Following the ice cream social, we capped off the evening with a pizza party, which was well-received by tired folks who certainly didn’t want to cook. We leveraged generously provided funds from LTV to order a menu selection from a local pizzeria, Slice 420. The gourmet pies were enjoyed by all and we headed to bed for a fulfilling sleep.
Saturday: The Springs
Saturday was officially ‘Explore Manitou Springs Day’ for rally-goers. Many folks had already perused the rally program with recommended activities, booked local tours, planned to visit museums, or simply wanted to browse the town offerings. Kurt and I had nailed down a general plan for our day, inviting anyone who wanted to come along with us, and we certainly had a good group.
We began the day by walking the beautiful, paved path adjacent to the RV park into downtown Manitou Springs, only about a mile to the heart of town. On the way, we stopped by the Visitors Center. We were tipped off by another LTVer to pick up a map and description of all the mineral springs plus a tasting cup so we could easily enjoy this historic tradition. Walking further into town we passed many quaint shops and grabbed a welcome cup of morning brew from Red Dog Coffee. We walked up the hill through the neighborhoods, admiring the historic architecture on our way to our first attraction: the Manitou Cliff Dwellings (note that if you choose to walk to this attraction, you’ll walk up steep roads and even cross a busy highway).
A must-see if you stop in the area, the Manitou Cliff Dwellings consist of recovered cliff structures dating to around 1200 AD and the attraction includes a museum of prehistoric Native American life onsite and a gift shop whose never-ending rooms seem to suck you in. The cliff dwellings were a perfect partial day activity as they weren’t too large or extensive and yet they empowered visitors to enter rooms, climb ladders, and read historic notes along their journey through the structures.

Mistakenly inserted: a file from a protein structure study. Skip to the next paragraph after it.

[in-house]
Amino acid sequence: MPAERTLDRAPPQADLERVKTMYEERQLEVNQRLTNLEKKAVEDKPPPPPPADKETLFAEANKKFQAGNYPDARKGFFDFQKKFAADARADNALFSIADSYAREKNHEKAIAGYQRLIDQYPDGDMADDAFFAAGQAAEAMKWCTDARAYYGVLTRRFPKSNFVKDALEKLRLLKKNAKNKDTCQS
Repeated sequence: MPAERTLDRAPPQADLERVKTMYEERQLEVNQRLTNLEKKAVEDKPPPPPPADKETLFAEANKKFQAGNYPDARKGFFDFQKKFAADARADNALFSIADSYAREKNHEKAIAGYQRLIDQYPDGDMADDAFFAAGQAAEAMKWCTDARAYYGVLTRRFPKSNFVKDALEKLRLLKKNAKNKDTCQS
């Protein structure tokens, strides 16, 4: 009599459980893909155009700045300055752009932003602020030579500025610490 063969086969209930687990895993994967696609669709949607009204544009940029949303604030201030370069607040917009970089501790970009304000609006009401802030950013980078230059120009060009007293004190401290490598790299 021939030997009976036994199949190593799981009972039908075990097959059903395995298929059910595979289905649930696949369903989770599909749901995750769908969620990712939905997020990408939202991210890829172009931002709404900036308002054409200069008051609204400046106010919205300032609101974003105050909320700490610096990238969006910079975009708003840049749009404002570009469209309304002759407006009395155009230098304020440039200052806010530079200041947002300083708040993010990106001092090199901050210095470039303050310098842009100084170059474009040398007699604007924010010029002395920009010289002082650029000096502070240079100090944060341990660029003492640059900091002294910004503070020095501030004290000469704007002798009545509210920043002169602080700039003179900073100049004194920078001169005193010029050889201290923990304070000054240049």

After our walk up to the dwellings and a couple of hours of touring, we were certainly getting hungry. Meandering back to the center of town we began breaking into smaller groups where folks chose to find the perfect bite, shop, and soak in the history. Eight of us enjoyed a perfect patio lunch together on the Veranda at The Cliff House, sharing our favorite parts of the morning tour and discussing upcoming afternoon plans.
After lunch, a small group of us pulled out our mineral springs maps and tasting cups and made our way around town for a self-guided tasting and to soak up the healing powers of each unique spring. Our first stop was Wheeler Springs which was right next to our lunch spot followed by Twin Springs, Stratton Springs, Cheyenne Springs, Shoshone Springs, and Seven Minute Springs (and we didn’t even get to all of them!) It was interesting to taste the nuances in each spring, read the guide to understanding which minerals were more prominent per site, and learn about the healing properties of each mineral.
After a full day, we headed back to the RV park where some folks opted to rest while others kept the momentum going. One of our club members, Linda, led a jewelry-making workshop for anyone who wanted to partake. Linda brought an array of beads and materials with options to customize earrings, bracelets, or a necklace. She provided some tips to plan the design of our pieces and helped secure the fasteners and earring backs. I had made a beautiful bracelet at a workshop Linda hosted at one of our RV rallies years back and opted to craft some matching earrings this time around. I now have a cherished jewelry set to remind me of my RV travels and friends.
Earlier that day Linda enjoyed the Pikes Peak Birding & Nature Festival that took place at the Garden of the Gods. This event hosted every May, included a birding walk, professional talks on swifts and falcons, and discussions about the geology of the area.